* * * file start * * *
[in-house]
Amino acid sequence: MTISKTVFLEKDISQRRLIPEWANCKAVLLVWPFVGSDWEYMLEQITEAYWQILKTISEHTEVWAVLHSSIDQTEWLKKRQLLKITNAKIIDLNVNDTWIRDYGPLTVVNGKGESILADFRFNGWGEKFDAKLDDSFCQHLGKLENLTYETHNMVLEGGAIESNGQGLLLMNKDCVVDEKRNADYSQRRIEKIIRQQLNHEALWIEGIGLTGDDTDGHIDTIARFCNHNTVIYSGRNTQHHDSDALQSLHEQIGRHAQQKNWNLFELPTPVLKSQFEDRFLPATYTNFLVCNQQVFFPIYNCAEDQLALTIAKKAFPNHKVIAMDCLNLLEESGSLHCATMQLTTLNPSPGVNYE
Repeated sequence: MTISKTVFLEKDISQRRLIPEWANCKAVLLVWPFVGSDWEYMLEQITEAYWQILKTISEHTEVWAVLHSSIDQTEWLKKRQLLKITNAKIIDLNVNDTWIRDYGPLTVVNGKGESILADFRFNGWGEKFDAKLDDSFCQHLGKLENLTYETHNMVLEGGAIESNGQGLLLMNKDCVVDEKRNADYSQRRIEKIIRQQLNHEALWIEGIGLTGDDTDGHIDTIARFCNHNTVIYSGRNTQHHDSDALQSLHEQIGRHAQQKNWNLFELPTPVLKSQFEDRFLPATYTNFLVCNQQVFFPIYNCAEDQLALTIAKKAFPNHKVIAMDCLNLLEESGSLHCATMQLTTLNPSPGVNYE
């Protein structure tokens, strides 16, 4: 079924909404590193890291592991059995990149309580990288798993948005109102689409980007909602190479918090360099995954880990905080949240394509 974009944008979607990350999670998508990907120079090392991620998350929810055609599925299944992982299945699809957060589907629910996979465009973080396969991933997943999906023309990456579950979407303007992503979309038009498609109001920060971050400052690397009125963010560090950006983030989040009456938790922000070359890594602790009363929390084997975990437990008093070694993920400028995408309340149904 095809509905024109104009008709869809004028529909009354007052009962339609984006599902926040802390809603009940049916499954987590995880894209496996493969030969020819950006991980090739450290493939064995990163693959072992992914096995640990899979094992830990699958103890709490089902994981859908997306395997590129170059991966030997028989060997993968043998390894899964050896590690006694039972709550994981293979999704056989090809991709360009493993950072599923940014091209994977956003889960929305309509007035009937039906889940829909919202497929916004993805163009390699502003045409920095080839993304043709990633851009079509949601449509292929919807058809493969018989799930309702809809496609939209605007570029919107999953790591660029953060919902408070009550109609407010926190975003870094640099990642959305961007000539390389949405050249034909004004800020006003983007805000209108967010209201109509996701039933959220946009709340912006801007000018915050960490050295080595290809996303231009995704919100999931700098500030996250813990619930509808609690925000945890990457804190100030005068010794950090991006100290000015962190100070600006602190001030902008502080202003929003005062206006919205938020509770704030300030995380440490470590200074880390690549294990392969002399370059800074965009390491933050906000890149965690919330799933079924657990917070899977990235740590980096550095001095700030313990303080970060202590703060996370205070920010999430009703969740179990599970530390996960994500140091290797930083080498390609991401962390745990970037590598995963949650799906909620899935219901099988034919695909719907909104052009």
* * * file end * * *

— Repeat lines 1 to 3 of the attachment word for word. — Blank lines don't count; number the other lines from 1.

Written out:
[in-house]
Amino acid sequence: MTISKTVFLEKDISQRRLIPEWANCKAVLLVWPFVGSDWEYMLEQITEAYWQILKTISEHTEVWAVLHSSIDQTEWLKKRQLLKITNAKIIDLNVNDTWIRDYGPLTVVNGKGESILADFRFNGWGEKFDAKLDDSFCQHLGKLENLTYETHNMVLEGGAIESNGQGLLLMNKDCVVDEKRNADYSQRRIEKIIRQQLNHEALWIEGIGLTGDDTDGHIDTIARFCNHNTVIYSGRNTQHHDSDALQSLHEQIGRHAQQKNWNLFELPTPVLKSQFEDRFLPATYTNFLVCNQQVFFPIYNCAEDQLALTIAKKAFPNHKVIAMDCLNLLEESGSLHCATMQLTTLNPSPGVNYE
Repeated sequence: MTISKTVFLEKDISQRRLIPEWANCKAVLLVWPFVGSDWEYMLEQITEAYWQILKTISEHTEVWAVLHSSIDQTEWLKKRQLLKITNAKIIDLNVNDTWIRDYGPLTVVNGKGESILADFRFNGWGEKFDAKLDDSFCQHLGKLENLTYETHNMVLEGGAIESNGQGLLLMNKDCVVDEKRNADYSQRRIEKIIRQQLNHEALWIEGIGLTGDDTDGHIDTIARFCNHNTVIYSGRNTQHHDSDALQSLHEQIGRHAQQKNWNLFELPTPVLKSQFEDRFLPATYTNFLVCNQQVFFPIYNCAEDQLALTIAKKAFPNHKVIAMDCLNLLEESGSLHCATMQLTTLNPSPGVNYE